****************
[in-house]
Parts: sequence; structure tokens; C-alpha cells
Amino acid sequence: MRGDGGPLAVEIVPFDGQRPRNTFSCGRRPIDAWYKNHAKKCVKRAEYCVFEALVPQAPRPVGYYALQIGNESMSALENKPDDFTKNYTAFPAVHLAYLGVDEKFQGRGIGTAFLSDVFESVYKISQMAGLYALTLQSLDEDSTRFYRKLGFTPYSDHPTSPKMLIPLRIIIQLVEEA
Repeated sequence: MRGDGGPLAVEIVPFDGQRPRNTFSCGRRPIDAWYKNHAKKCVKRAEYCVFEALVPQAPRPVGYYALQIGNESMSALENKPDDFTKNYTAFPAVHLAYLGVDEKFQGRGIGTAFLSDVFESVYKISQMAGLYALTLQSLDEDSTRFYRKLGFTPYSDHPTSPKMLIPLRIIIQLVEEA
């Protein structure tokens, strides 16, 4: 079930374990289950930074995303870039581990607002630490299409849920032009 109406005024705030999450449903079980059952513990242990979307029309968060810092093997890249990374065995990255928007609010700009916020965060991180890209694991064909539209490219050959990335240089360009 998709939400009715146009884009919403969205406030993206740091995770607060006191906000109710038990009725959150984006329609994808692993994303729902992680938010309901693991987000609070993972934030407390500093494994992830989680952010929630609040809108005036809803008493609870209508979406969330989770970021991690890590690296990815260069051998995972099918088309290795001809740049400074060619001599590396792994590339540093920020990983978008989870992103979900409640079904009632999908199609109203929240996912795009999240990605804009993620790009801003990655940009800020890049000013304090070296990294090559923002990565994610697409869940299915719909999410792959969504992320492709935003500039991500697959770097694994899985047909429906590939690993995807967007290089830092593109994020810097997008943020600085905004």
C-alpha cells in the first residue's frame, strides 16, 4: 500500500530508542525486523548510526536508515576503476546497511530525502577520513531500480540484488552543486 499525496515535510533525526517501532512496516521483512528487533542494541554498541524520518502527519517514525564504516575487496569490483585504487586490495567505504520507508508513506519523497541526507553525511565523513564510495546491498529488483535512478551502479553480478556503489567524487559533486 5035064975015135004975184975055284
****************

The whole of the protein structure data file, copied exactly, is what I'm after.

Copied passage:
[in-house]
Parts: sequence; structure tokens; C-alpha cells
Amino acid sequence: MRGDGGPLAVEIVPFDGQRPRNTFSCGRRPIDAWYKNHAKKCVKRAEYCVFEALVPQAPRPVGYYALQIGNESMSALENKPDDFTKNYTAFPAVHLAYLGVDEKFQGRGIGTAFLSDVFESVYKISQMAGLYALTLQSLDEDSTRFYRKLGFTPYSDHPTSPKMLIPLRIIIQLVEEA
Repeated sequence: MRGDGGPLAVEIVPFDGQRPRNTFSCGRRPIDAWYKNHAKKCVKRAEYCVFEALVPQAPRPVGYYALQIGNESMSALENKPDDFTKNYTAFPAVHLAYLGVDEKFQGRGIGTAFLSDVFESVYKISQMAGLYALTLQSLDEDSTRFYRKLGFTPYSDHPTSPKMLIPLRIIIQLVEEA
């Protein structure tokens, strides 16, 4: 079930374990289950930074995303870039581990607002630490299409849920032009 109406005024705030999450449903079980059952513990242990979307029309968060810092093997890249990374065995990255928007609010700009916020965060991180890209694991064909539209490219050959990335240089360009 998709939400009715146009884009919403969205406030993206740091995770607060006191906000109710038990009725959150984006329609994808692993994303729902992680938010309901693991987000609070993972934030407390500093494994992830989680952010929630609040809108005036809803008493609870209508979406969330989770970021991690890590690296990815260069051998995972099918088309290795001809740049400074060619001599590396792994590339540093920020990983978008989870992103979900409640079904009632999908199609109203929240996912795009999240990605804009993620790009801003990655940009800020890049000013304090070296990294090559923002990565994610697409869940299915719909999410792959969504992320492709935003500039991500697959770097694994899985047909429906590939690993995807967007290089830092593109994020810097997008943020600085905004």
C-alpha cells in the first residue's frame, strides 16, 4: 500500500530508542525486523548510526536508515576503476546497511530525502577520513531500480540484488552543486 499525496515535510533525526517501532512496516521483512528487533542494541554498541524520518502527519517514525564504516575487496569490483585504487586490495567505504520507508508513506519523497541526507553525511565523513564510495546491498529488483535512478551502479553480478556503489567524487559533486 5035064975015135004975184975055284